Monterey County Fire Districts, Explained: A History of Consolidation, Annexation and Funding Problems

Eleven fire protection districts currently cover the unincorporated areas of Monterey County.

PUBLISHED DEC 5, 2021 7:31 A.M.
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Monterey County is protected by 11 separate fire districts.

Monterey County is protected by 11 separate fire districts.   National Wildfire Coordinating Group / Wikimedia Commons   Public Domain

The spectacular Big Sur coast in Monterey County was settled relatively late in California’s history. The development of a thriving trade in tanbark (a type of tree bark used for tanning leather) in the 1870s caused villages to spring up along the coast. In the following decade, starting with the discovery of what became the Last Chance Mine along Alder Creek, the Gold Rush came to Monterey, almost 40 years after the first gold strikes in the Sierra Nevada. The influx of hopeful miners spun off bustling towns and businesses as well.

But along with the new and rather sudden population growth came fire.

A series of fires, in fact, wiped out the gold mining towns. And in 1894, according to regional historian David Rogers, “most of what is now the Monterey Ranger district was consumed by a fire that burned unchecked for weeks.” Forest fires continued to rage through 1896 and 1897, recollections of residents at the time show. Another fire in 1904, started by a campfire, burned freely for three months in the Chews Ridge area.

There were no official records kept. The policy of the federal government toward wildfires at that time was simply to ignore them. Eventually, they would burn themselves out.

Monterey County’s History of Wildfires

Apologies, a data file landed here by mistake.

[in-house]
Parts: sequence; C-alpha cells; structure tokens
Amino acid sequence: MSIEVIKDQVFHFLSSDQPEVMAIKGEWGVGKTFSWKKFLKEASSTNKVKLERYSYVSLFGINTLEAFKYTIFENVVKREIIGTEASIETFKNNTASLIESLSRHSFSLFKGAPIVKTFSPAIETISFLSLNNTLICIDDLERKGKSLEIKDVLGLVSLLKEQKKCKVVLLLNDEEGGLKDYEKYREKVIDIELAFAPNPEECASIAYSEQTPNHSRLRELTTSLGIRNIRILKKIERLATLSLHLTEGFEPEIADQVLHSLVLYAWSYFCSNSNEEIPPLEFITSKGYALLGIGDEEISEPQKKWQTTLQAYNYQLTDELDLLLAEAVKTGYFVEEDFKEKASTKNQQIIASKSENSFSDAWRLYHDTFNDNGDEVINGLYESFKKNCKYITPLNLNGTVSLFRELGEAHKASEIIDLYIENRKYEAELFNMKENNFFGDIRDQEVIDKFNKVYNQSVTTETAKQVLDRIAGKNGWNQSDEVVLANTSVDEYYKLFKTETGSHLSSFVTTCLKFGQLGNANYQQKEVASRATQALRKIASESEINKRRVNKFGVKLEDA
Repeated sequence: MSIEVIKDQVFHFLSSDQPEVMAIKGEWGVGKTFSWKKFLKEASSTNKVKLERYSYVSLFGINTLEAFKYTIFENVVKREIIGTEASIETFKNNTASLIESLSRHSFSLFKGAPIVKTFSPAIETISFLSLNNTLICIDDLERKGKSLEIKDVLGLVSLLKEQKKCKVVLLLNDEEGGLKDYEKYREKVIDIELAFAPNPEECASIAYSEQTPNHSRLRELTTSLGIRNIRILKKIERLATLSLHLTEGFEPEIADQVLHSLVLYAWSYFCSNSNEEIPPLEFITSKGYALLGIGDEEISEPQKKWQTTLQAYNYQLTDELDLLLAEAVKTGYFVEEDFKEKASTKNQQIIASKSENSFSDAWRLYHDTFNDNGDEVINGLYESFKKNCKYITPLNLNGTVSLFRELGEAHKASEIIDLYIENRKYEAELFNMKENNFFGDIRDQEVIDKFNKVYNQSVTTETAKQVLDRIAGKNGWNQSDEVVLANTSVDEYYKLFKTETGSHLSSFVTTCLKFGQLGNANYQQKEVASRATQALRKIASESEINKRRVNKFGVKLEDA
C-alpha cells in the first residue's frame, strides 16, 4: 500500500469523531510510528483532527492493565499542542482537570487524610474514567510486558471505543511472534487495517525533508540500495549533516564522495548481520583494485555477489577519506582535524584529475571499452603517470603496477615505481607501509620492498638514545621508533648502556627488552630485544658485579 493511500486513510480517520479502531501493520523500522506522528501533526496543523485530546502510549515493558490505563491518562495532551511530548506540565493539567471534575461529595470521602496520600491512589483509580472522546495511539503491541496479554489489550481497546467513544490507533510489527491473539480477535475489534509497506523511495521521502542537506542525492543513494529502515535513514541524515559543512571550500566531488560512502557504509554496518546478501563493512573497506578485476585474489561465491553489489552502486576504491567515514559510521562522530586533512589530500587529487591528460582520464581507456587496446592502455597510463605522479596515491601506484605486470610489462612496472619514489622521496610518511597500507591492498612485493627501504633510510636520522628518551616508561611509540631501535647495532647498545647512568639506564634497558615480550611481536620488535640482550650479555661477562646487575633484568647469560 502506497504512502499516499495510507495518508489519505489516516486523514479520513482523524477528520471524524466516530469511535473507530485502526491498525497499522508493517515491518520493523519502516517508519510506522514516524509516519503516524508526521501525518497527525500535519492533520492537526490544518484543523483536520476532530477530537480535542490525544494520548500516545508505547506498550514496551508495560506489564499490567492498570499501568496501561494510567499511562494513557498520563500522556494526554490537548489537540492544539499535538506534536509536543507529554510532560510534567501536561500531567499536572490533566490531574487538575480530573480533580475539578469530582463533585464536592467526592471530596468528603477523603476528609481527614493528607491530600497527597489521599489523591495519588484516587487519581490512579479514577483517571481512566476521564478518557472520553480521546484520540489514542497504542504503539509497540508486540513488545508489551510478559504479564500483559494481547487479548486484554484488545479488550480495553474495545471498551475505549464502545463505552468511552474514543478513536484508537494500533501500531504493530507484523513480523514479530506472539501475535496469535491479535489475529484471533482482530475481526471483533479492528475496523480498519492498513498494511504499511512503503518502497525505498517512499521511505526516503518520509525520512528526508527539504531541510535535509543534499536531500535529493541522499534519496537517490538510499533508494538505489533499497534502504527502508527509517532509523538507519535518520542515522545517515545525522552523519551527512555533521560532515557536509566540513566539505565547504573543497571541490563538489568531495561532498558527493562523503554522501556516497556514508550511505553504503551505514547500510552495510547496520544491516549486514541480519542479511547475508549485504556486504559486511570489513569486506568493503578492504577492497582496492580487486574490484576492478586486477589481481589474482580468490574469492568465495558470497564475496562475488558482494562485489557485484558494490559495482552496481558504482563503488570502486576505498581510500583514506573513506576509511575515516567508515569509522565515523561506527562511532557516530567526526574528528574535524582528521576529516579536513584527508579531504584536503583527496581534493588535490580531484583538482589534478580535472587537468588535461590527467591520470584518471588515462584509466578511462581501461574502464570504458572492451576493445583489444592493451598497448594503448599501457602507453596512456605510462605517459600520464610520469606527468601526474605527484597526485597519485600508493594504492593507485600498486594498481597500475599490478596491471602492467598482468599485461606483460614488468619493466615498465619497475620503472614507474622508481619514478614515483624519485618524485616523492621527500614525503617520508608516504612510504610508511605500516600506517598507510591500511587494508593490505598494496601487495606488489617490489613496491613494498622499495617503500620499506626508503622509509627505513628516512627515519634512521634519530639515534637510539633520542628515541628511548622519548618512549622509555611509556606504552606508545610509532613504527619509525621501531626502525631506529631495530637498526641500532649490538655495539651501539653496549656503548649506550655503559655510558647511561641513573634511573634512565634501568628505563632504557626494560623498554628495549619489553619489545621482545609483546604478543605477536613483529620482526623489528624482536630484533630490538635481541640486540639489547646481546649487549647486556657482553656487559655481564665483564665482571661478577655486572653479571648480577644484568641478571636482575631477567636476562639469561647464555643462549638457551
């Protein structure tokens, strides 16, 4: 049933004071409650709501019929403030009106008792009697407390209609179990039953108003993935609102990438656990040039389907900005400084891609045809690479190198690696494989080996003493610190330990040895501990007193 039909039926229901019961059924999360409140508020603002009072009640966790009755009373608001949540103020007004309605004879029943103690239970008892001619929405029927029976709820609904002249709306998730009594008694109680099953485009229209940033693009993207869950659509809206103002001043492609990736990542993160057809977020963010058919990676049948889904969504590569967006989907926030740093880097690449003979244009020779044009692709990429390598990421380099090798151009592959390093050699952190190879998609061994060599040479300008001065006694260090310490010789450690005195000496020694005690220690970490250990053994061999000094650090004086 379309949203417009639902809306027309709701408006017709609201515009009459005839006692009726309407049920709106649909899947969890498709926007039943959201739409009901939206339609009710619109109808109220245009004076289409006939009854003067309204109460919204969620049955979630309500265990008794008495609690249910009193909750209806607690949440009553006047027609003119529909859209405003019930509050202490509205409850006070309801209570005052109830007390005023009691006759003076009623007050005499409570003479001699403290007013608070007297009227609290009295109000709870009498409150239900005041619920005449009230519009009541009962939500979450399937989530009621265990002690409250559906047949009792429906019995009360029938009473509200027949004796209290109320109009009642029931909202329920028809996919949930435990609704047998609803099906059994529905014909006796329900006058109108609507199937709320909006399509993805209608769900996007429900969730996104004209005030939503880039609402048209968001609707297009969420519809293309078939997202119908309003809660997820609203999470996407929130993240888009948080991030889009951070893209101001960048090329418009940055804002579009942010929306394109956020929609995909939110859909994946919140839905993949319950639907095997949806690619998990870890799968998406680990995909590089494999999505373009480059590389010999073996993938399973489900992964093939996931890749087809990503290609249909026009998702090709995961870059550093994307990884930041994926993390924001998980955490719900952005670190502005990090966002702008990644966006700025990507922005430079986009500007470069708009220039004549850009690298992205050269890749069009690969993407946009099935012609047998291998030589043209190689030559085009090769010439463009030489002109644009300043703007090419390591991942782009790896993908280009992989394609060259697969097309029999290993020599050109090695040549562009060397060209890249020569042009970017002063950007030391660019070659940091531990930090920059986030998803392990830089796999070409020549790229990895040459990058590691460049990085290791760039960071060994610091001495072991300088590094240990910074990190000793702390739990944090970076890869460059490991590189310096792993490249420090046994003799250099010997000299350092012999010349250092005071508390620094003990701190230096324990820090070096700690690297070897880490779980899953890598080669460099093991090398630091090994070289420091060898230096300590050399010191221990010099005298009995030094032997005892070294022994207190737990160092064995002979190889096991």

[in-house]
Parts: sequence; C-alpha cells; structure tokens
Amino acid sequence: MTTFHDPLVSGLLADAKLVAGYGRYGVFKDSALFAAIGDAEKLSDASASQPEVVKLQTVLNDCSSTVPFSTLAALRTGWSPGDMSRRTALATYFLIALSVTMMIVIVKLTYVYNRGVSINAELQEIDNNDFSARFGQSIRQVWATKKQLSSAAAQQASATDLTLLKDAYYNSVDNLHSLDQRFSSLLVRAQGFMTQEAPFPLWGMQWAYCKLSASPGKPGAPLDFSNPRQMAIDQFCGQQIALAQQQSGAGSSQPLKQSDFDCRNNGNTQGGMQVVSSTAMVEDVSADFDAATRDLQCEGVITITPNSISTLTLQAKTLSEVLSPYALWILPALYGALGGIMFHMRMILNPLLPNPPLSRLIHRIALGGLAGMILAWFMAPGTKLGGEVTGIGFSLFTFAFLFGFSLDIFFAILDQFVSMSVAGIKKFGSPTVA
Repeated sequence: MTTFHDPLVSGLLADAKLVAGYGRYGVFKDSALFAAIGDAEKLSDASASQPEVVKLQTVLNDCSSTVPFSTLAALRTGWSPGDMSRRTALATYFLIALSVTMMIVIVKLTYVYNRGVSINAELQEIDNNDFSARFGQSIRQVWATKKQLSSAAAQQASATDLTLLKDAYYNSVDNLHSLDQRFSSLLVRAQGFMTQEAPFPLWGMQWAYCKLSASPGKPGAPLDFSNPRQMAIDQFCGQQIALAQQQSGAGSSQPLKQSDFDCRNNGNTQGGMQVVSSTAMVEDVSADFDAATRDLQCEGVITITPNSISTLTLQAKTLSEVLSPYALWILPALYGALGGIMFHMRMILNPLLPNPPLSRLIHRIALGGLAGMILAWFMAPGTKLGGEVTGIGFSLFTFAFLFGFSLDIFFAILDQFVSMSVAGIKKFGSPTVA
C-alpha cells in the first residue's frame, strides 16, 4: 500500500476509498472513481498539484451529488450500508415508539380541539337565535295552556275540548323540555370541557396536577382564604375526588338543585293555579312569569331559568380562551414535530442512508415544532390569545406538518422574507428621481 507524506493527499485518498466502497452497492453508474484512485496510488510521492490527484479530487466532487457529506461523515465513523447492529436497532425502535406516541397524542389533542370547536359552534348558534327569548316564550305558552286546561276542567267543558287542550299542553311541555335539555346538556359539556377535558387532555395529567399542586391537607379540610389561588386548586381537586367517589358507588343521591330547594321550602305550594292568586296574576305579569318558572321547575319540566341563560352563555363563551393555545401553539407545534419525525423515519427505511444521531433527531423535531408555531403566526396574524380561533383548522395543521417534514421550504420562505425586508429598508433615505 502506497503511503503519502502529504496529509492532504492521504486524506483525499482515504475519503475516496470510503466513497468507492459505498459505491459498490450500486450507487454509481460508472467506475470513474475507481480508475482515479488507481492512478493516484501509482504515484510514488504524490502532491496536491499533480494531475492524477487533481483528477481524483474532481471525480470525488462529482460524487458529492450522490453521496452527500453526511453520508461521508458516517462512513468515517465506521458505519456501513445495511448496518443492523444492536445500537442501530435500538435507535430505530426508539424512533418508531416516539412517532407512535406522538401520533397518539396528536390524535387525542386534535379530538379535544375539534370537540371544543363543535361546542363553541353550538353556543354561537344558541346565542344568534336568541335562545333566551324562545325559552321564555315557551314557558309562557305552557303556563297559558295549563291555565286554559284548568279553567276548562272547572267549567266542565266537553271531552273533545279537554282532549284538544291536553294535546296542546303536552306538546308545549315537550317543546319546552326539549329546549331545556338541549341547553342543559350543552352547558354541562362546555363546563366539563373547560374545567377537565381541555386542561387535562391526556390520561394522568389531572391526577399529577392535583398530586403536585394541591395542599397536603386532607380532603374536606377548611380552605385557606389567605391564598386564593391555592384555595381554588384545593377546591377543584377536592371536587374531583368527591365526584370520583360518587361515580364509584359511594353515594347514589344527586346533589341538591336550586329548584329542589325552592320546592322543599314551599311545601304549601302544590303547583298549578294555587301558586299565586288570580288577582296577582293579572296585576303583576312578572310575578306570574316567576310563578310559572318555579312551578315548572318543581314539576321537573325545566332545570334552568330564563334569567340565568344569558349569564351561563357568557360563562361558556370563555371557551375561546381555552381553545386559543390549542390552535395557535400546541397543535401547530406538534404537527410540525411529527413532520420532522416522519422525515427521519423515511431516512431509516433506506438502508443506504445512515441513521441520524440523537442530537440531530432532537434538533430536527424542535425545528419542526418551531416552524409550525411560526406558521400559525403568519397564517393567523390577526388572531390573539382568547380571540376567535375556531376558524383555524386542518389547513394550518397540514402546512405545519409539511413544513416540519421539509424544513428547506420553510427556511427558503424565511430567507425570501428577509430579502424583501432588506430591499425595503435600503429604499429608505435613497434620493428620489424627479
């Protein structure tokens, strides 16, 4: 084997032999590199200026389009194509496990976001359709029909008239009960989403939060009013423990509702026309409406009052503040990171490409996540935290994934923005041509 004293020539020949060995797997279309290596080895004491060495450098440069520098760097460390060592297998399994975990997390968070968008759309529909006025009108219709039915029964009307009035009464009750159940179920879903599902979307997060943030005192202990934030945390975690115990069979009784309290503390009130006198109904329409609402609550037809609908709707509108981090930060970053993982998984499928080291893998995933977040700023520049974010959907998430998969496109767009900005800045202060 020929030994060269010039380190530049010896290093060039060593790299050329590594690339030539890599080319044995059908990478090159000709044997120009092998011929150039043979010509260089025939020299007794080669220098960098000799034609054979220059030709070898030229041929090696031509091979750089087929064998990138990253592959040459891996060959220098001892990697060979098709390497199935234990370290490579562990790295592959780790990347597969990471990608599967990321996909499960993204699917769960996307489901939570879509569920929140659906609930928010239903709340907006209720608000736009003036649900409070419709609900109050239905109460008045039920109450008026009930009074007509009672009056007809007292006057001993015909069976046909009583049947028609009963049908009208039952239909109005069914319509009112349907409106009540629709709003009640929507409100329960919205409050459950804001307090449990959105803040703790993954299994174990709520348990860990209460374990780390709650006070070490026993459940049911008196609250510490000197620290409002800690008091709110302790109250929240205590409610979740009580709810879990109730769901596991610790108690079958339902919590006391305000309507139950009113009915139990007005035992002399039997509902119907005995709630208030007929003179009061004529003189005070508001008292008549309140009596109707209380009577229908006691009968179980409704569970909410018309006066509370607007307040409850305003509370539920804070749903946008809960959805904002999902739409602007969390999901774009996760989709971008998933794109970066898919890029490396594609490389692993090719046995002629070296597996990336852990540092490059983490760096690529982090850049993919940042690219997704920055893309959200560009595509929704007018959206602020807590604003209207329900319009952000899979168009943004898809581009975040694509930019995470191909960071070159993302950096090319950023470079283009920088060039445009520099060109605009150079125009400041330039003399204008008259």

Reliable records that begin in 1932 show that Monterey County was plagued by fire. The largest and most destructive on record have happened since 1977—the year of the Marble Cone Fire. That blaze, sparked by lightning strikes, burned through more than 177,000 acres of wildland, at that time making it the largest wildfire in California history.

Today, it ranks 20th—though it remains the largest fire ever in Monterey County. The Soberanes Fire of 2016 came close, burning more than 132,000 acres, and 2020’s Dolan Fire burned nearly 125,000.

In the late 19th and early 20th century, not only were no real records kept of wildfires in Monterey County, methods of fighting those fires were primitive at best. It was up to local residents to fight fires themselves, for the most part. In 1934, the Salinas chapter of the California State Grange—an agricultural advocacy group that has been around since 1873—requested that a fire protection district be formed to serve the area, under the 1923 state law authorizing creation of fire districts.

The Salinas Rural Fire Protection District, after several realignments, changed its name in 2009 to the Monterey County Regional Fire Protection District, and in 2011 completed a merger with the Carmel Valley Fire Protection District to form the 400-square-mile district serving more than 38,000 residents that exists today.

11 Fire Districts Protect County’s Unincorporated Areas

The Monterey County Regional FPD is just one of 11 fire districts that cover unincorporated areas of the county, where municipal fire departments operated by city governments generally don’t go. The county also has two all-volunteer fire brigades remaining—the Mid-Coast and Big Sur brigades, founded in 1979 and 1974 respectively. The Monterey Regional Airport also has its own dedicated fire department.